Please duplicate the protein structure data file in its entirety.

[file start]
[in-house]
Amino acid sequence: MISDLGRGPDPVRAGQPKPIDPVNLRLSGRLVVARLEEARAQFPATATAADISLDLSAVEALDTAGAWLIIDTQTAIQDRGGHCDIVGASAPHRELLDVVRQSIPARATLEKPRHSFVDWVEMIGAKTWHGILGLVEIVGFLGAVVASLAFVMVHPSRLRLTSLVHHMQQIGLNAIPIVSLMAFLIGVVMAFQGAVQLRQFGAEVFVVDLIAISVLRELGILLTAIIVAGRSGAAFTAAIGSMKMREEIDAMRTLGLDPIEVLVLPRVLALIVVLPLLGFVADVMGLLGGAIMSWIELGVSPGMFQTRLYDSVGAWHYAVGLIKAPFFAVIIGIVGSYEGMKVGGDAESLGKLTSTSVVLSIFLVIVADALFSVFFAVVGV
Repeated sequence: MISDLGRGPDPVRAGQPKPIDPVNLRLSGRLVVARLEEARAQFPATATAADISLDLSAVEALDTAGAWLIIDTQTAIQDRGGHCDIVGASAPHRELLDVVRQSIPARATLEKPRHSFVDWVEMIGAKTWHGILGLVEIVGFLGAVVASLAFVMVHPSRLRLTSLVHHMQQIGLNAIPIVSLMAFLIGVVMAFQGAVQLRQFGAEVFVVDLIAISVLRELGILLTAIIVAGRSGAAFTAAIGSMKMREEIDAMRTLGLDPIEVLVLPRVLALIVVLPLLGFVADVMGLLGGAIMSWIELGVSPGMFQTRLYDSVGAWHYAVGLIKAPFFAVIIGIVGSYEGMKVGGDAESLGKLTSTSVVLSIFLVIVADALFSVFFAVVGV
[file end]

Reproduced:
[in-house]
Amino acid sequence: MISDLGRGPDPVRAGQPKPIDPVNLRLSGRLVVARLEEARAQFPATATAADISLDLSAVEALDTAGAWLIIDTQTAIQDRGGHCDIVGASAPHRELLDVVRQSIPARATLEKPRHSFVDWVEMIGAKTWHGILGLVEIVGFLGAVVASLAFVMVHPSRLRLTSLVHHMQQIGLNAIPIVSLMAFLIGVVMAFQGAVQLRQFGAEVFVVDLIAISVLRELGILLTAIIVAGRSGAAFTAAIGSMKMREEIDAMRTLGLDPIEVLVLPRVLALIVVLPLLGFVADVMGLLGGAIMSWIELGVSPGMFQTRLYDSVGAWHYAVGLIKAPFFAVIIGIVGSYEGMKVGGDAESLGKLTSTSVVLSIFLVIVADALFSVFFAVVGV
Repeated sequence: MISDLGRGPDPVRAGQPKPIDPVNLRLSGRLVVARLEEARAQFPATATAADISLDLSAVEALDTAGAWLIIDTQTAIQDRGGHCDIVGASAPHRELLDVVRQSIPARATLEKPRHSFVDWVEMIGAKTWHGILGLVEIVGFLGAVVASLAFVMVHPSRLRLTSLVHHMQQIGLNAIPIVSLMAFLIGVVMAFQGAVQLRQFGAEVFVVDLIAISVLRELGILLTAIIVAGRSGAAFTAAIGSMKMREEIDAMRTLGLDPIEVLVLPRVLALIVVLPLLGFVADVMGLLGGAIMSWIELGVSPGMFQTRLYDSVGAWHYAVGLIKAPFFAVIIGIVGSYEGMKVGGDAESLGKLTSTSVVLSIFLVIVADALFSVFFAVVGV